Caring for Llamas

Llamas live for an average of 20 years. Adults weight 200-450 lbs. and are 3-4 feet in height at the shoulder (except for Miniature Llamas.) They have very efficient digestive systems similar to other ruminants (cows, sheep, goats) and can eat a wide variety vegetation. You will need 1 acre of pasture land for up to 4 Llamas where they can freely graze. In addition, you will need about 1 bale of good quality hay per Llama per week. Their diet is usually supplemented with a feed ration (about 1 lb. per week) to complete their nutritional needs. The average annual cost to fee an adult Llama is $110 per year.

Abigail before shearing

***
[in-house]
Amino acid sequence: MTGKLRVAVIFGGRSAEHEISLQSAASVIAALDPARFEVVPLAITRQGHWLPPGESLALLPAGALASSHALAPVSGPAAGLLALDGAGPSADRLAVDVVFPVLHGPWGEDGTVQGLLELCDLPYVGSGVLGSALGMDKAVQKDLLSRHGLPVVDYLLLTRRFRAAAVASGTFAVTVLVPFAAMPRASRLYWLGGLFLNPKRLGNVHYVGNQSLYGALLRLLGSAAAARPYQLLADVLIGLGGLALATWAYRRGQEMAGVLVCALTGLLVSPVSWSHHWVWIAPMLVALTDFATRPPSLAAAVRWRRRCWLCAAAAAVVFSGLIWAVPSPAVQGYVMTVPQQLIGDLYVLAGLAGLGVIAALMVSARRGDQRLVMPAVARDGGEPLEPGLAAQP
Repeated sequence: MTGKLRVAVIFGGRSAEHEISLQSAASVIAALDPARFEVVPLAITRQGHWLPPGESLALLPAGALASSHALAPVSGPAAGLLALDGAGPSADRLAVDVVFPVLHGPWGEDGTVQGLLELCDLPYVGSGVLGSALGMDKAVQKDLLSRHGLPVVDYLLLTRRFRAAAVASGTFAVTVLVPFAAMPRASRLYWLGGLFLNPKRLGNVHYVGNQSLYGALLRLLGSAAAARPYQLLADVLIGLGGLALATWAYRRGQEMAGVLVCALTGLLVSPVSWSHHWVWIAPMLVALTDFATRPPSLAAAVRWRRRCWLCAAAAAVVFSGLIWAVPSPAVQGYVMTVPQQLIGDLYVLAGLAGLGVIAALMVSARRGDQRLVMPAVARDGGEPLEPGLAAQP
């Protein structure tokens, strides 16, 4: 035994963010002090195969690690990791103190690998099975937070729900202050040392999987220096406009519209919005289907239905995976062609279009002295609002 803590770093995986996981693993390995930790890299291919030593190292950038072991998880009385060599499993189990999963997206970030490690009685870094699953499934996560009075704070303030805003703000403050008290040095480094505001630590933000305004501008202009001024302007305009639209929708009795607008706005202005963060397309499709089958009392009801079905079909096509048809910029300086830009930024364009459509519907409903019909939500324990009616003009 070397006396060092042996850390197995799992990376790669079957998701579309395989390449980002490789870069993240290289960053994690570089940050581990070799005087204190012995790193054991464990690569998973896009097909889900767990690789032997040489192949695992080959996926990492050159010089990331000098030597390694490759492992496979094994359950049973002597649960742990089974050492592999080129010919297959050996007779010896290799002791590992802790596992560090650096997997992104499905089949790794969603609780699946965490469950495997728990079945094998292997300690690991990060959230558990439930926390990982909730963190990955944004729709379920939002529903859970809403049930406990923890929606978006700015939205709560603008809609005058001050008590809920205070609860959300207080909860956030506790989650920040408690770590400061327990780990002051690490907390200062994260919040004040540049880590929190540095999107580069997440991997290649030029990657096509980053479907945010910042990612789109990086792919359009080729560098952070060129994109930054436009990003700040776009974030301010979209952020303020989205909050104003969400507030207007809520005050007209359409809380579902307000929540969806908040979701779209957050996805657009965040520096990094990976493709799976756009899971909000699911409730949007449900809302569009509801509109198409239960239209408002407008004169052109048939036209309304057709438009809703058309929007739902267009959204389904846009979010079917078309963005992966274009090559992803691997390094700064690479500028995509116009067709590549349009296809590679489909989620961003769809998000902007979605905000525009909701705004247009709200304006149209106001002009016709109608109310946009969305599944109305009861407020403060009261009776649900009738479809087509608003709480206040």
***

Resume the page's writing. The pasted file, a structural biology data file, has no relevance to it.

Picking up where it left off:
(Just before shearing, Abigail is getting a "blow dry" to remove chaff and dust.)

Llamas are different from other pasture animals in an unusual way - they prefer to drop their pellets in a communal heap, much like cats who know to use a litterbox. This makes cleanup of the yard, and gathering of droppings for fertilizer, much easier with Llamas than with other livestock animals.

Llamas usually require annual vaccinations and periodic worming. Requirements will vary depending on your geographical location, and presence of diseases or parasites that may be passed on from other animals and wildlife in your area. Much of the routine care, plus shearing and trimming, can be easily done by the owner. Birthing rarely requires intervention. These days there are many veterinarians with specialized knowledge about Llamas, and most large-animal veterinarians will be able to assist you. Call around locally to find a suitable vet if you intend to raise Llamas.